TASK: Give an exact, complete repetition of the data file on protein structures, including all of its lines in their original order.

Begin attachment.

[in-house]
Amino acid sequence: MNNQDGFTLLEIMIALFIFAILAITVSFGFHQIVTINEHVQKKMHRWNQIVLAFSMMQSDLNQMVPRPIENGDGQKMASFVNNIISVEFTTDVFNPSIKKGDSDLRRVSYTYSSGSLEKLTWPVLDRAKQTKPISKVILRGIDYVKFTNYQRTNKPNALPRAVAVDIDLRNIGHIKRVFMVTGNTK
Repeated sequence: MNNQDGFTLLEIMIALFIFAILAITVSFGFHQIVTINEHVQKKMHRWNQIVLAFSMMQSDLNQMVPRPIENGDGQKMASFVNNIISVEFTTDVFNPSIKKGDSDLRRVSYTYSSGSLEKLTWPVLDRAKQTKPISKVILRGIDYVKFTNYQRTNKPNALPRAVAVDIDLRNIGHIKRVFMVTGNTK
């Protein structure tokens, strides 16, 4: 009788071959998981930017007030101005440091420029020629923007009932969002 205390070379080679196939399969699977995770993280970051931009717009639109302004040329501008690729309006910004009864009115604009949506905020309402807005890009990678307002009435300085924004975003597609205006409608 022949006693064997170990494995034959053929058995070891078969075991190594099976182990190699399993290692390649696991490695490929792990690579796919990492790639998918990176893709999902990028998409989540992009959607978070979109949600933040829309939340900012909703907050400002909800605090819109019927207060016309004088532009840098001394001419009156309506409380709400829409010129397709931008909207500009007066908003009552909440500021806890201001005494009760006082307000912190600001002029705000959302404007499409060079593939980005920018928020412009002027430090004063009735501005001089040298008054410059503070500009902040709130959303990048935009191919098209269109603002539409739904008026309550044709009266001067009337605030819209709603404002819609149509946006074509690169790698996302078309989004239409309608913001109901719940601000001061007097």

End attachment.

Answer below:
[in-house]
Amino acid sequence: MNNQDGFTLLEIMIALFIFAILAITVSFGFHQIVTINEHVQKKMHRWNQIVLAFSMMQSDLNQMVPRPIENGDGQKMASFVNNIISVEFTTDVFNPSIKKGDSDLRRVSYTYSSGSLEKLTWPVLDRAKQTKPISKVILRGIDYVKFTNYQRTNKPNALPRAVAVDIDLRNIGHIKRVFMVTGNTK
Repeated sequence: MNNQDGFTLLEIMIALFIFAILAITVSFGFHQIVTINEHVQKKMHRWNQIVLAFSMMQSDLNQMVPRPIENGDGQKMASFVNNIISVEFTTDVFNPSIKKGDSDLRRVSYTYSSGSLEKLTWPVLDRAKQTKPISKVILRGIDYVKFTNYQRTNKPNALPRAVAVDIDLRNIGHIKRVFMVTGNTK
């Protein structure tokens, strides 16, 4: 009788071959998981930017007030101005440091420029020629923007009932969002 205390070379080679196939399969699977995770993280970051931009717009639109302004040329501008690729309006910004009864009115604009949506905020309402807005890009990678307002009435300085924004975003597609205006409608 022949006693064997170990494995034959053929058995070891078969075991190594099976182990190699399993290692390649696991490695490929792990690579796919990492790639998918990176893709999902990028998409989540992009959607978070979109949600933040829309939340900012909703907050400002909800605090819109019927207060016309004088532009840098001394001419009156309506409380709400829409010129397709931008909207500009007066908003009552909440500021806890201001005494009760006082307000912190600001002029705000959302404007499409060079593939980005920018928020412009002027430090004063009735501005001089040298008054410059503070500009902040709130959303990048935009191919098209269109603002539409739904008026309550044709009266001067009337605030819209709603404002819609149509946006074509690169790698996302078309989004239409309608913001109901719940601000001061007097």